Apple iPod Touch (5th generation)stars
Slimmer, souped-up, and candy-colored, the new Touch is an extremely complete pocket computer....
SanDisk Sansa Clip Zipstars
SanDisk Sansa Clip Zip
Apple iPod Nano (seventh generation, 2012)stars
With a revamped design and new features, Apple's seventh-generation iPod Nano sits squarely...
Apple iPod Shuffle (2012)stars
The Apple iPod Shuffle is an adorable way to take your favorite songs on the go, but sometimes...
We thought thewas great, but we doubt that you bought one. Archos is pioneering the portable video player before Apple or even Sky get in on the act, but for the moment the high price point and lack of legitimately available video content are holding the concept back.
Nonetheless, enough people bought the AV400 series players to warrant an upgrade, and the AV700 makes its predecessors look like a small fry. There are problems, though: the screen is cheap, with an offputting, flickery appearance and poor contrast. It also lacks the software needed to get video files from your computer to the player, meaning you're dependent on the included dock to record from TV. It's an impressive technical achievement, however, and it has plenty of useful features for the discerning traveller.
The white and silver finish suits the AV700 well, but much like the iPod, it is susceptible to scratching. We took the device on a weekend excursion, and in a rucksack with only the DC charger for company, it ended up with a number of scratches on the rear. You should use the included case to keep the AV700 damage-free, but we felt odd doing so, like someone putting a shiny new mobile phone into one of those massive leather belt cases.
The screen is now a wide 16:9 format, and you might have noticed how much bigger it is too, approaching 7 inches diagonally. The unit is also very thin at only 19mm thick, despite the fact that it holds a 40GB hard drive (and the 100GB model is no thicker). The size of the screen means that this device could even replace your portable DVD player, but as it's a low resolution, 480x234-pixels display, don't expect DVD-level picture quality.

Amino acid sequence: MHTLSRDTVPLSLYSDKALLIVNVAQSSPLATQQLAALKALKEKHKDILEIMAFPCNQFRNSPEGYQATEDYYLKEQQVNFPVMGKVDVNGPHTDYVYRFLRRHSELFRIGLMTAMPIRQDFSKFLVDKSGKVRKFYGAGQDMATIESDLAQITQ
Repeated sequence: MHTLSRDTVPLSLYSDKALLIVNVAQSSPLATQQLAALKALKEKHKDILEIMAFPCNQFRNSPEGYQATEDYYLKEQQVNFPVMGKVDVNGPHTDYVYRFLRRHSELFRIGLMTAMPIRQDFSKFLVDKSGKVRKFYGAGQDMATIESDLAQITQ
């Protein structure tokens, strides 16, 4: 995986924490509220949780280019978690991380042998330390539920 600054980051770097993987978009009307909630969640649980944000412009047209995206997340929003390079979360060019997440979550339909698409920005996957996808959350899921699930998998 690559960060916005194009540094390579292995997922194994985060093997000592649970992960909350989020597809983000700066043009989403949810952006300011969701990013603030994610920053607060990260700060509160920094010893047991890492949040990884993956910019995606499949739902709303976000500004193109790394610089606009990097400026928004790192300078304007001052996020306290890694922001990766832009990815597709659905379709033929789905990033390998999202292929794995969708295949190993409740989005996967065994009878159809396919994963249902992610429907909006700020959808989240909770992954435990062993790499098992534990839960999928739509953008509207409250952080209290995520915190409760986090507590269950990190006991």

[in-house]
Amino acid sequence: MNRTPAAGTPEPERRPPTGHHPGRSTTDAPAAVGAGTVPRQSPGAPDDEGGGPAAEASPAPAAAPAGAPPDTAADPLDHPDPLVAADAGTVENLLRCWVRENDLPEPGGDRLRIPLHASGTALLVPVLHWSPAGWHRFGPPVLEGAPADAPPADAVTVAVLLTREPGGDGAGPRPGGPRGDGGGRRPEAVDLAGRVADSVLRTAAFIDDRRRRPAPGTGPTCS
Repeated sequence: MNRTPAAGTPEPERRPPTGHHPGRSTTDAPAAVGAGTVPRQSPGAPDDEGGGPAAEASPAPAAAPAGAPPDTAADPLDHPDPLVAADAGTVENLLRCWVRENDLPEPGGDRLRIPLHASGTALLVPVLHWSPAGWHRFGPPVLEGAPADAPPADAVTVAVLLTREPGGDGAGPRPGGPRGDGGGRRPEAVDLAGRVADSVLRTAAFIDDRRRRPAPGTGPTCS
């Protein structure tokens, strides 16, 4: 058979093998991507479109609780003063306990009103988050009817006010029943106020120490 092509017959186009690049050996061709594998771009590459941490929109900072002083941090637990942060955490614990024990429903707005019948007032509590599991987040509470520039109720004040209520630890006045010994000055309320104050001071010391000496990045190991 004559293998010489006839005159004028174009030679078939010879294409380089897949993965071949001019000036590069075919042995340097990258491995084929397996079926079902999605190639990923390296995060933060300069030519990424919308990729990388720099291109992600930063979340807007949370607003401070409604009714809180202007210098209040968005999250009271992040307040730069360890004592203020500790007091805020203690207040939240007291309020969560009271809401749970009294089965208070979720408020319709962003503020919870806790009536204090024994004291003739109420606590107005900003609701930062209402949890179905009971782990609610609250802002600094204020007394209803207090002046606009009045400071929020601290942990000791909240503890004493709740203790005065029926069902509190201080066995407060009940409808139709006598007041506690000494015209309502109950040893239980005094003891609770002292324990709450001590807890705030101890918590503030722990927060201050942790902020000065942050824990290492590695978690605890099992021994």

As the AV700 has to accomodate a 7-inch screen, you have to hold the 209mm unit with both hands. It also has a fold-out leg on the rear for setting it up on a desk or seat-back tray table. The front panel has small buttons that are used to navigate, and the back houses the rechargable battery pack. Unlike the AV400, it doesn't have a CompactFlash slot, but you can connect it to a digital camera via USB and download your pictures.
The big new development on the AV700 is its integration with Windows Media Player. However, you can still use the device as a huge external hard drive and simply drag and drop media into the correct folders. For the novices, Windows Media Player can scan your computer for all media and send it over to the right folders on the Archos automatically. More advanced users or those with an Apple Mac will be better off just selecting the 'Hard Drive' mode.
We like the fact that you're offered an option in this respect, but as the player is set to 'Windows Media' mode by default, it takes a while to figure out what's going on if you're not a Media Player veteran. Our test machine, the Alienware Aurora, didn't come with the software installed, so it simply refused to make friends. Likewise, an Apple Mac wouldn't recognise it, but we were able to find the solution once we searched through the box. Archos' documentation is thin on the ground, but to its credit, the company includes an inlay telling you about the format issue.
The navigation isn't going to give Apple nightmares. We criticised the previous Archos interface for being unintuitive and nothing has changed. The only buttons that have obvious uses are the four directional keys and the play/stop buttons. That leaves five buttons completely unlabelled, so it's a trial and error process to figure it out. The play and stop buttons, which are also used to confirm/deny the current menu selection, are uncomfortably small.